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Synchronization of Animation and Audio
There is no single way that I synchronize the audio with the animation. This chart shows the steps that may be involved:
It may be easiest to understand the process in reverse ...
The final movie is generated by video editing software; I use Adobe Premiere.
The inputs to this step are an audio recording (a .wav file), animated image files
(one file for each frame of the movie), and static image files (screenshots of the
conventional notation score); these are all shown in green in the diagram.
In this step, I align the audio with the images, do transitions (wipes and fades),
and add titles.
The animated image files are generated by the frame-rendering software I wrote.
This software is similar to the MAMPlayer,
but instead of generating live animation, it writes each frame (24, 30 or 60 frames per second) to a file.
The input to the frame-rendering software is a MIDI file; the notes in this MIDI file must be
in sync with the audio. If the MIDI came from recording a performance (from a MIDI instrument),
it is already in sync with the audio; it is also in sync if the audio and MIDI were both exported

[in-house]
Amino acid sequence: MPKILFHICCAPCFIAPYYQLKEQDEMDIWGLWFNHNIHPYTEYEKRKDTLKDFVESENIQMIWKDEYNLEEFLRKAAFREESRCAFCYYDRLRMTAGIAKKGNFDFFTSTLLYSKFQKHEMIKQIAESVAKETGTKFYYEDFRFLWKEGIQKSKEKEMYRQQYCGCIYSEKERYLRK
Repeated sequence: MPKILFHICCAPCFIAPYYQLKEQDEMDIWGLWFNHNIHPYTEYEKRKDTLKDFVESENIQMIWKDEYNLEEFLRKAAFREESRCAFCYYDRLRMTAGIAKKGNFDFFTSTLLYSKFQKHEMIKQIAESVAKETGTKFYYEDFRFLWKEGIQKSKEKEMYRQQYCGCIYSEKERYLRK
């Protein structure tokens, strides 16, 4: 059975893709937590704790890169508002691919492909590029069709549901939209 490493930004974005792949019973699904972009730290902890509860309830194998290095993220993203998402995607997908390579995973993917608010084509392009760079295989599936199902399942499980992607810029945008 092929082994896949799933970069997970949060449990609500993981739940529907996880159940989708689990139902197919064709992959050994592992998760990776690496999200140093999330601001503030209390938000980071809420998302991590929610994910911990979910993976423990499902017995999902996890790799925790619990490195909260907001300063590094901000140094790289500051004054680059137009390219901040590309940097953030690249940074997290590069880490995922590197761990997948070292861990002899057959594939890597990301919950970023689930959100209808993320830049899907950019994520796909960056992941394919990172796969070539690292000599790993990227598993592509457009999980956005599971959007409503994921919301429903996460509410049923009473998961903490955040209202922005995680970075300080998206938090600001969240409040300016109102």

from the digital score.
If MIDI file and the audio came from different sources, they are not synchronized; in
this case, I listen to the synchronized audio and record a MIDI click-track: typically one
click/note per quarter-note or eighth-note of the piece. After recording this click-track, I edit
it to get the timing more precise. The click-track and the unsynchronized MIDI score are
then fed into synchronization software which adjusts the notes in the MIDI score to match
the timings of the click-track (and therefore, to the timings of the audio recording).
Often, the recorded audio differs from the digital score; in this case, I edit the
score to more closely match the audio (before exporting the unsynchronized MIDI file).
In rare cases, I have a performance-quality MIDI file but no corresponding audio; in
this case, I will play the MIDI file through a digital piano and record the playback as an audio file.